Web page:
FolkestoneJack's Tracks

The beauty of the blast furnace

Posted in Germany, Völklingen by folkestonejack on May 1, 2018

The town of Völklingen in Saarland is home to one of Europe’s most unusual tourist attractions – a preserved iron works which serves as an art gallery, museum and science centre. It’s an important historic monument, recognised as a UNESCO World Cultural Heritage site in 1994 on account of its being the only intact example of an integrated ironworks in Europe and North America and the place where many technological innovations were first developed.

The origins of the complex can be traced back to the establishment of the first ironworks in 1873, though it was the entrepreneurial spirit and improvements introduced by the Röchling family from the 1880s that really established the long term success of the operation. Remarkably, enough remains from each stage of the site’s development to present a physical chronology of the evolution of pig-iron production. The site has been left as it appeared in 1986, when the blast furnaces were shut down, though the overall appearance is of an ironworks of the 1930s.

The view of the ironworks that greets you as you get off the train at Völklingen

The complex is easily reached by public transport from Trier with regional express trains taking around an hour to make the journey south and local services taking an extra twenty minutes on top of that.

I caught my first sight of the iron works from the platform and marveled at the monstrous tangle of chimneys, pipes and blast furnaces that filled the skyline. The photographs I had seen really did not do justice to the scale of the place and made it even harder to fathom how anyone could have had the foresight to preserve the entire complex, let alone open it up to visitors!

The extent of the visitor route through the site is really impressive – it’s a good 7km from start to finish. Along the way this takes you 27 metres above group to a 200m long platform where monorail cars once ran along the platform to supply the six blast furnaces with raw materials (each monorail car held approximately one tonne of coke or two and half tonnes of ore, sinter or scrap, operating at a speed of 3mph on the flat). To reach the platform involved climbing plenty of metal staircases, wearing hard-hats, but the effort is amply rewarded.

It gets even better – you can climb up to a 45 metre high observation deck at the top of the blast furnace group to see the terrific panoramic views of the complex and the industrial landscape in which it sits. I’m pretty scared of heights but the photographic opportunities helped me overcome this…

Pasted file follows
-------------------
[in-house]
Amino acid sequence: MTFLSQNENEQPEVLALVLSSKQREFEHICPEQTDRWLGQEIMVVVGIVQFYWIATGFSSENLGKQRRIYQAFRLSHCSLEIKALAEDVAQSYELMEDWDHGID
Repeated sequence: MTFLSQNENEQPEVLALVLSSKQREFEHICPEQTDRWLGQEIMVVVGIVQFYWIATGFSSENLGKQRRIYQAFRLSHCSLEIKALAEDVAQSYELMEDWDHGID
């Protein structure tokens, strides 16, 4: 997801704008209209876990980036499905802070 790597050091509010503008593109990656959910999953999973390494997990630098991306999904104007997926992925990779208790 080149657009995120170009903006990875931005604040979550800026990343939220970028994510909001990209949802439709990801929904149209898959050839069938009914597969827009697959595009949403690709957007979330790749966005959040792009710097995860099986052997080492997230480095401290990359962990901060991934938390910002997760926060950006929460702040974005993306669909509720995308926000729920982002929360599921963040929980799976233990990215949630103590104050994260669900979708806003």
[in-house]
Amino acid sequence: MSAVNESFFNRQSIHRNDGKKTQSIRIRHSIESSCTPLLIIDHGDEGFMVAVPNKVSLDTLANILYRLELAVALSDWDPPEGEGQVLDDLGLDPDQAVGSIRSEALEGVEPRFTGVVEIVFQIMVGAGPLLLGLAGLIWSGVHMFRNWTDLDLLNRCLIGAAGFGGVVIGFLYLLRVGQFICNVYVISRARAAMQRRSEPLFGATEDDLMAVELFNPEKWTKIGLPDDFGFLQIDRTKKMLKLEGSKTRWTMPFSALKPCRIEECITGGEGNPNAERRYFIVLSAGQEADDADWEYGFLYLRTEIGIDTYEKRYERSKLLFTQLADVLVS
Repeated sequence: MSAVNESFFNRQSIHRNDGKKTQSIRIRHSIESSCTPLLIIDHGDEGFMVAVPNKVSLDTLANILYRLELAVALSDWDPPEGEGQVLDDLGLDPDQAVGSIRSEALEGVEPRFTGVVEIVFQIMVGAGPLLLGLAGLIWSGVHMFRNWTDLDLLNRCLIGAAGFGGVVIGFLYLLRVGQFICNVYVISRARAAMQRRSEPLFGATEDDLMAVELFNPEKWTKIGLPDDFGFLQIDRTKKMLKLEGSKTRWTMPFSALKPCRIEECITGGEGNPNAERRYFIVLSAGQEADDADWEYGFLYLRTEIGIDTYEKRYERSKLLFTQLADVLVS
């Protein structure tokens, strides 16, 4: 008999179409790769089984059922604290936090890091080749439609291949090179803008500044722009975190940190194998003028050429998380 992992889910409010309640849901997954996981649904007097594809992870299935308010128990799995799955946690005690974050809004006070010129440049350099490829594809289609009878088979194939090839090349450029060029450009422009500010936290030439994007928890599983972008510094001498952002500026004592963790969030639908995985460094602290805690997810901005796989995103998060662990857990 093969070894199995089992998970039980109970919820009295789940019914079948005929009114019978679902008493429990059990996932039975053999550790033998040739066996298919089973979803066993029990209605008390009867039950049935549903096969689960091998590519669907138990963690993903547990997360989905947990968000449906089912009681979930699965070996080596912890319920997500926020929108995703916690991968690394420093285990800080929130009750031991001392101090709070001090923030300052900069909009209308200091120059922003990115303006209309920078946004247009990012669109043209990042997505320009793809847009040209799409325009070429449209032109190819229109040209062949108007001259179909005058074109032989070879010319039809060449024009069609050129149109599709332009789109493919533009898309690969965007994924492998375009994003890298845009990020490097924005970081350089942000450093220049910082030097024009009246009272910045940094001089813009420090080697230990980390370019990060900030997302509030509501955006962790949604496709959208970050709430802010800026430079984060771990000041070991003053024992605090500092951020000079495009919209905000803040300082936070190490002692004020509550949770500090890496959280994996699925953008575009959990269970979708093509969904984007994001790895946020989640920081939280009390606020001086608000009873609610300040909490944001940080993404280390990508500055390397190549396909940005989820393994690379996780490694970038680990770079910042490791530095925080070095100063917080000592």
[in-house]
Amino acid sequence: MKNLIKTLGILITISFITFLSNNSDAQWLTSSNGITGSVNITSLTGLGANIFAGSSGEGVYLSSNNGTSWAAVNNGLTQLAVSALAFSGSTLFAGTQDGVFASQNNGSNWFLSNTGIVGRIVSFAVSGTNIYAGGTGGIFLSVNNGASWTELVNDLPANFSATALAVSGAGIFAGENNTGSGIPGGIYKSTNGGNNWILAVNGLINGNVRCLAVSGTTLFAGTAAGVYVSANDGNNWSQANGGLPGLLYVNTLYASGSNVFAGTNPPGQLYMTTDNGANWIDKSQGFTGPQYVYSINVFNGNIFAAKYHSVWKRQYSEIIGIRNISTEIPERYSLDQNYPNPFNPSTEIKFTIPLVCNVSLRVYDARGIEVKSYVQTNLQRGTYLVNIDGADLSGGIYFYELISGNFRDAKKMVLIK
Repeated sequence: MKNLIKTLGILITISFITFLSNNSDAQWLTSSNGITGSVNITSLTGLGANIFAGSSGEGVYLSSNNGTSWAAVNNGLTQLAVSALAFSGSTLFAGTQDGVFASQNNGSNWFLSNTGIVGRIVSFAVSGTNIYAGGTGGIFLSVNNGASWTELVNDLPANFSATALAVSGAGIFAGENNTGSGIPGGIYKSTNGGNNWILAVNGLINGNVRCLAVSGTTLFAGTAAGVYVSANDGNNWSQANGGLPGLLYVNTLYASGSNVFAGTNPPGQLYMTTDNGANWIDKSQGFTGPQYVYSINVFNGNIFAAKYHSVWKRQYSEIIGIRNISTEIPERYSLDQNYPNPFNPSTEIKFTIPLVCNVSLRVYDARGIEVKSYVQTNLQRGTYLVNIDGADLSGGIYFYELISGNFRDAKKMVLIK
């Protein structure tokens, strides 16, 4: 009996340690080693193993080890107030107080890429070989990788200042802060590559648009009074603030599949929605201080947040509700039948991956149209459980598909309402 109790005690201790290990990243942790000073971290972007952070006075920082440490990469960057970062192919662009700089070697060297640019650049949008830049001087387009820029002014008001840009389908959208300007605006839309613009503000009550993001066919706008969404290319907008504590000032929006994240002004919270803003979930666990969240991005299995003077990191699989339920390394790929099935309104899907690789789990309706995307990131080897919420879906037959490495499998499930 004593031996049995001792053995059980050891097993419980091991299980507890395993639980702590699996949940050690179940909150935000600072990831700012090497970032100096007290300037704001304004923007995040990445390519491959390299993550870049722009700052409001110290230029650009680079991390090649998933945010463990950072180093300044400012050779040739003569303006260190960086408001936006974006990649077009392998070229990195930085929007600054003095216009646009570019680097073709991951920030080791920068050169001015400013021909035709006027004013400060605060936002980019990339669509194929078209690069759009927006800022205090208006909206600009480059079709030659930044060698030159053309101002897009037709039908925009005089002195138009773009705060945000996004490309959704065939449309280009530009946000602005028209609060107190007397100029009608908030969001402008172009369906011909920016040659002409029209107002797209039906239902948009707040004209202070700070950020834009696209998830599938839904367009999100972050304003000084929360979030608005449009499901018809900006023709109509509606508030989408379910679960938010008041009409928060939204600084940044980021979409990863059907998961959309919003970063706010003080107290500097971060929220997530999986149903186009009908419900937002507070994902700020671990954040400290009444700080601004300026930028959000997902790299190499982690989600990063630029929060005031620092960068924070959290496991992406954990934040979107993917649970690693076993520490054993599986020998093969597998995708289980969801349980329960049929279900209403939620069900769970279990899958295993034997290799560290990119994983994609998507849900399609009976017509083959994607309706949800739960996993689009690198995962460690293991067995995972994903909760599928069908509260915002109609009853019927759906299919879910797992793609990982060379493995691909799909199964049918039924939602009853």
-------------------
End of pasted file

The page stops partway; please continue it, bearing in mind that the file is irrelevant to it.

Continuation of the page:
The 45m high observation deck at the top of the Völklingen ironworks offers stunning views

Once we had climbed the heights we headed back down to ground level and on to ‘The paradise‘. As you might already have guessed, the name plays on the hellish nature of the coking plant in its active life and the wildlife that has taken over since then.

A leisurely walk around the well signposted 1000m trail provides some interesting views of nature’s battle with the ironworks, as well as the gigantic machinery and narrow gauge locomotives that once kept everything moving in and out of the site. Once we had completed the circuit we returned to the starting point, in the blower hall, admiring the enormous wheel shaped blowers.

Some of the most poignant exhibits were the smallest and most human items displayed – such as the wooden shelter that the workers built to protect themselves from the dust in the sintering plant and the paper file recording the prisoners forced to work at the plant during the second world war. The terrible human cost was highlighted in one of the museum displays – of the 12,276 foreign workers who worked at the Rochling iron works between 1942 and 1944 around 250 died. Forty five were infants that had been born at Völklingen.

One of the figures from Ottmar Hörl’s Second Life – 100 workers

Overall, the time we spent exploring the site (following the route marked on the handy map they provided) were some of the most rewarding I have spent in any museum.

It was an absolute dream for industrial photography and took us a good three hours to explore, despite visiting in between exhibitions in the main space (during our visit we got to see a gallery of photographs from Banksy’s dismaland project and an exhibition of Ottmar Hörl’s mini worker sculptures distributeds across the site, but the next big exhibition about Queen Elizabeth II was not due to open until 19th May 2018).

At the time of our visit entry cost 17 euros per person, including all the exhibitions on offer. I kept having to pinch myself at the freedom on offer here – I can’t believe that we would ever have opened anything like this in the UK with our very cautious culture of health and safety!

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